Three ways your personal skills impact your effectiveness

When people talk about personal effectiveness, everyone automatically assumes that it’s about how you personally manage and organise your workflow. I beg to differ. Actually, personal effectiveness is as much about the people around you, and how you interact with them, as it is about your personal organisation.

I can lecture you until I am blue in the face about to-do lists, task allocation, prioritisation, emails, procrastination and delegation; but until you’re able to manage the people around you and watch how you interact with them, you may never improve on the status quo.

Here are some of the big ways in which we sabotage our personal effectiveness with our dealings with others:

1. Forgetting to say “thank you”

Many people take the view that “it’s their job, why should I thank them for doing it?”. Everyone has a choice over what they do and what they don’t do, and how well they do it. A simple “thank you” for a job well done is what can make the difference between it being done well next time or you having to step in and sort it out.

Let me give you an example. One of my greatest advocates is my virtual assistant Helen Stothard, owner of HLS Business Solutions. She regularly goes the extra mile for me, and I regularly recommend her team’s services to others.

Today, I received in the post a small gift expressing her appreciation for my business. She didn’t have to do that and I wasn’t expecting it at all. But this gesture just brings home how much we want to work together. It’s this “wanting” to work together which means we both go the extra mile for each other, and each make both of our working lives easier.

2. Not being able to relinquish control

It isn’t possible to get anywhere quickly or efficiently without the help of others. Very often we surround ourselves with people but fail to delegate to them effectively.

One of my clients expressed it very well last week: “I’m fine with delegating, if they’re in the room with me.” Delegation takes trust and a willingness to relinquish control. Only when you are happy to relinquish control and are prepared to trust others will you be able to become more personally effective.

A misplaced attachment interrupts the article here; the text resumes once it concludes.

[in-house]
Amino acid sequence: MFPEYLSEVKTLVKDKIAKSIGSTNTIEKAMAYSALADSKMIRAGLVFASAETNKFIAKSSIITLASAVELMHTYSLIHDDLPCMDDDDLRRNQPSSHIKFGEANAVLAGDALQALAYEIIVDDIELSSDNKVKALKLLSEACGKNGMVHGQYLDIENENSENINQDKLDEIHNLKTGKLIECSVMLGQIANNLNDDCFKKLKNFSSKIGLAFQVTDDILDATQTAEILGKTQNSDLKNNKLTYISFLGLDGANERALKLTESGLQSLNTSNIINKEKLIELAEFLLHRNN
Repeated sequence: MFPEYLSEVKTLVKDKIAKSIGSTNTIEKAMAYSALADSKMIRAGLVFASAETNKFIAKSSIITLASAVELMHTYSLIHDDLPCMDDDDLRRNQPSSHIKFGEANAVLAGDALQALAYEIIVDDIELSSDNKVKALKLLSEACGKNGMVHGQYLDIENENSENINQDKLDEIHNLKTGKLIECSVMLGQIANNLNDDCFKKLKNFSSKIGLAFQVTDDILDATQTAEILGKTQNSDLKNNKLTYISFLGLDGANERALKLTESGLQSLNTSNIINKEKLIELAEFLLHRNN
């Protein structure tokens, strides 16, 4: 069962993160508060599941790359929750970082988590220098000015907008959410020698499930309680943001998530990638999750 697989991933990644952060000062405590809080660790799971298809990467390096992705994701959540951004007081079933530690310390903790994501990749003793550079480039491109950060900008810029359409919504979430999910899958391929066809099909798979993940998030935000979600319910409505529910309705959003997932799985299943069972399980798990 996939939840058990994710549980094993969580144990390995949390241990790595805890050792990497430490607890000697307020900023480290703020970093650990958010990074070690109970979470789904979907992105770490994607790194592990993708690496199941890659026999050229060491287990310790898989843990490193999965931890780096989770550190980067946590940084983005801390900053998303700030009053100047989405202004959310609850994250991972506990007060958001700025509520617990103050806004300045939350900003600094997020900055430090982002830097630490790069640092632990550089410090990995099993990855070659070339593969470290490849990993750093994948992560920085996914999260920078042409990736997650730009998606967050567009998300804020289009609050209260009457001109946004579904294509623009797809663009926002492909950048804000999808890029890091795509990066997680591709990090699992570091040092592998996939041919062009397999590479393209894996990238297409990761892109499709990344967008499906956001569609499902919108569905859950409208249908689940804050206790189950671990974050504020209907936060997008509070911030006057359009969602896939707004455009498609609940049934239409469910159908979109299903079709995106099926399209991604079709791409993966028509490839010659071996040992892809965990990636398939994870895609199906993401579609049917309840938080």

3. Lack of self respect

You may be thinking about what a lack of self respect has to do with personal effectiveness? Tons.

It’s perhaps the biggest thing which prevents us from being truly personally effective. It’s this lack of self respect which means we put up with shoddy work, under-performing team members, work being “dumped” on us and listening to people who are wasting our time.

Do you respect your own time enough to have that difficult conversation? Procrastinating on that conversation is probably the reason you’re running around after others and doing all the chasing and rework.

You owe it to yourself to have engaged people working with you, who want to be there and do a good job. Where are you currently accepting second best, or allowing someone to not pull their own weight? Where are you compromising your personal effectiveness by your interactions and dealings with others?

Heather Townsend, Britain’s queen of networking, is the founder of The Efficiency Coach, a company that helps professionals achieve better business results for less effort. Follow her Joined Up Networking blog for more useful tips and tricks. She has just been commissioned to write the FT Guide to Business Networking.

Picture source

Share this story

Close
Menu
Send this to a friend